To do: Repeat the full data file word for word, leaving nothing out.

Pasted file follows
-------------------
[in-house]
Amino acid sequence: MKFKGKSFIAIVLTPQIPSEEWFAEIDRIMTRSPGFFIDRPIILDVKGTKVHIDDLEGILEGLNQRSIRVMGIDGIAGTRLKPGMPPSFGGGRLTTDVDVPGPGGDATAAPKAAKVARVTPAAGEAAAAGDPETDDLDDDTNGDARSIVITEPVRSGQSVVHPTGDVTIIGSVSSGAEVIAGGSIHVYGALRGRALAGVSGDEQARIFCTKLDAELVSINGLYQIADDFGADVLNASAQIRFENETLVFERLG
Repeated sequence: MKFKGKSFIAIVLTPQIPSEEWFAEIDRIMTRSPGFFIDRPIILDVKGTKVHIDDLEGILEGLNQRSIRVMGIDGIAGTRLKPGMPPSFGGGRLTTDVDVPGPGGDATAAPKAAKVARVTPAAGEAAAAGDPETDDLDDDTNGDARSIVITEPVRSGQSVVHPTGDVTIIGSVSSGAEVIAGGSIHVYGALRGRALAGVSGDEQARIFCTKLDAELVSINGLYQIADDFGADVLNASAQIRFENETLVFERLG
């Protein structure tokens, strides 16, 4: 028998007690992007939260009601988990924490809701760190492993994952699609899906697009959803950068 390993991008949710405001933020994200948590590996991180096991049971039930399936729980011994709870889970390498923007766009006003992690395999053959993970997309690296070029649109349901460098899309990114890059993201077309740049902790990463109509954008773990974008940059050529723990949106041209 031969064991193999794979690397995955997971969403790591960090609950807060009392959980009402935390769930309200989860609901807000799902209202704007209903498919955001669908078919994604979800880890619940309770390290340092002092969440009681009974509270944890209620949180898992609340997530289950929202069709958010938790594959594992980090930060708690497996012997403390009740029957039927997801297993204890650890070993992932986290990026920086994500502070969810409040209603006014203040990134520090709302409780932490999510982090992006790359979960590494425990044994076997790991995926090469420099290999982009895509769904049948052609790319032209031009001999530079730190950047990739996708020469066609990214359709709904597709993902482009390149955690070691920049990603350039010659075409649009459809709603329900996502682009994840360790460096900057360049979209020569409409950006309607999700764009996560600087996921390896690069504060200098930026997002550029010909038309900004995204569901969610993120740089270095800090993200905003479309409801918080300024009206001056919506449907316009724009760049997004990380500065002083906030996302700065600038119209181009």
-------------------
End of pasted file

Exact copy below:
[in-house]
Amino acid sequence: MKFKGKSFIAIVLTPQIPSEEWFAEIDRIMTRSPGFFIDRPIILDVKGTKVHIDDLEGILEGLNQRSIRVMGIDGIAGTRLKPGMPPSFGGGRLTTDVDVPGPGGDATAAPKAAKVARVTPAAGEAAAAGDPETDDLDDDTNGDARSIVITEPVRSGQSVVHPTGDVTIIGSVSSGAEVIAGGSIHVYGALRGRALAGVSGDEQARIFCTKLDAELVSINGLYQIADDFGADVLNASAQIRFENETLVFERLG
Repeated sequence: MKFKGKSFIAIVLTPQIPSEEWFAEIDRIMTRSPGFFIDRPIILDVKGTKVHIDDLEGILEGLNQRSIRVMGIDGIAGTRLKPGMPPSFGGGRLTTDVDVPGPGGDATAAPKAAKVARVTPAAGEAAAAGDPETDDLDDDTNGDARSIVITEPVRSGQSVVHPTGDVTIIGSVSSGAEVIAGGSIHVYGALRGRALAGVSGDEQARIFCTKLDAELVSINGLYQIADDFGADVLNASAQIRFENETLVFERLG
């Protein structure tokens, strides 16, 4: 028998007690992007939260009601988990924490809701760190492993994952699609899906697009959803950068 390993991008949710405001933020994200948590590996991180096991049971039930399936729980011994709870889970390498923007766009006003992690395999053959993970997309690296070029649109349901460098899309990114890059993201077309740049902790990463109509954008773990974008940059050529723990949106041209 031969064991193999794979690397995955997971969403790591960090609950807060009392959980009402935390769930309200989860609901807000799902209202704007209903498919955001669908078919994604979800880890619940309770390290340092002092969440009681009974509270944890209620949180898992609340997530289950929202069709958010938790594959594992980090930060708690497996012997403390009740029957039927997801297993204890650890070993992932986290990026920086994500502070969810409040209603006014203040990134520090709302409780932490999510982090992006790359979960590494425990044994076997790991995926090469420099290999982009895509769904049948052609790319032209031009001999530079730190950047990739996708020469066609990214359709709904597709993902482009390149955690070691920049990603350039010659075409649009459809709603329900996502682009994840360790460096900057360049979209020569409409950006309607999700764009996560600087996921390896690069504060200098930026997002550029010909038309900004995204569901969610993120740089270095800090993200905003479309409801918080300024009206001056919506449907316009724009760049997004990380500065002083906030996302700065600038119209181009």